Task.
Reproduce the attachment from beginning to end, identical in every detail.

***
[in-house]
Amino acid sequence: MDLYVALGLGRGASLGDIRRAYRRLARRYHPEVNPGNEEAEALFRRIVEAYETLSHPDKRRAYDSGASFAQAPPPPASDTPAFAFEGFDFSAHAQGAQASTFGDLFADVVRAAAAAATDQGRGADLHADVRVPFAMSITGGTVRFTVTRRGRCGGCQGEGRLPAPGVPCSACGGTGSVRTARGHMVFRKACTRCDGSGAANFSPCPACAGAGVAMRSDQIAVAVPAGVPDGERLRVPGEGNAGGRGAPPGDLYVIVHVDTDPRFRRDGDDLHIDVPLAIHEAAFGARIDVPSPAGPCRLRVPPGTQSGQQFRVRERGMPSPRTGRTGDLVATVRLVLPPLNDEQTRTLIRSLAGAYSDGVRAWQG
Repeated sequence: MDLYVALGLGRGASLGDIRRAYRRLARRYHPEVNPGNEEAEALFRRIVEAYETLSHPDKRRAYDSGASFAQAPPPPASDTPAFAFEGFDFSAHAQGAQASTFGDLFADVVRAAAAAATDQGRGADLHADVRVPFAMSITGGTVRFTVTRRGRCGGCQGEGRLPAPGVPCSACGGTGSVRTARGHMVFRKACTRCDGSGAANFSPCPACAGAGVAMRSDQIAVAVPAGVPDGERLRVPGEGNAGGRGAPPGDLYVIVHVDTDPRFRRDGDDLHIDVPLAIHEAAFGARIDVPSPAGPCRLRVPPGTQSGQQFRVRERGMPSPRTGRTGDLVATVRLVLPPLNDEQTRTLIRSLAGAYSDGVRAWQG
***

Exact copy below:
[in-house]
Amino acid sequence: MDLYVALGLGRGASLGDIRRAYRRLARRYHPEVNPGNEEAEALFRRIVEAYETLSHPDKRRAYDSGASFAQAPPPPASDTPAFAFEGFDFSAHAQGAQASTFGDLFADVVRAAAAAATDQGRGADLHADVRVPFAMSITGGTVRFTVTRRGRCGGCQGEGRLPAPGVPCSACGGTGSVRTARGHMVFRKACTRCDGSGAANFSPCPACAGAGVAMRSDQIAVAVPAGVPDGERLRVPGEGNAGGRGAPPGDLYVIVHVDTDPRFRRDGDDLHIDVPLAIHEAAFGARIDVPSPAGPCRLRVPPGTQSGQQFRVRERGMPSPRTGRTGDLVATVRLVLPPLNDEQTRTLIRSLAGAYSDGVRAWQG
Repeated sequence: MDLYVALGLGRGASLGDIRRAYRRLARRYHPEVNPGNEEAEALFRRIVEAYETLSHPDKRRAYDSGASFAQAPPPPASDTPAFAFEGFDFSAHAQGAQASTFGDLFADVVRAAAAAATDQGRGADLHADVRVPFAMSITGGTVRFTVTRRGRCGGCQGEGRLPAPGVPCSACGGTGSVRTARGHMVFRKACTRCDGSGAANFSPCPACAGAGVAMRSDQIAVAVPAGVPDGERLRVPGEGNAGGRGAPPGDLYVIVHVDTDPRFRRDGDDLHIDVPLAIHEAAFGARIDVPSPAGPCRLRVPPGTQSGQQFRVRERGMPSPRTGRTGDLVATVRLVLPPLNDEQTRTLIRSLAGAYSDGVRAWQG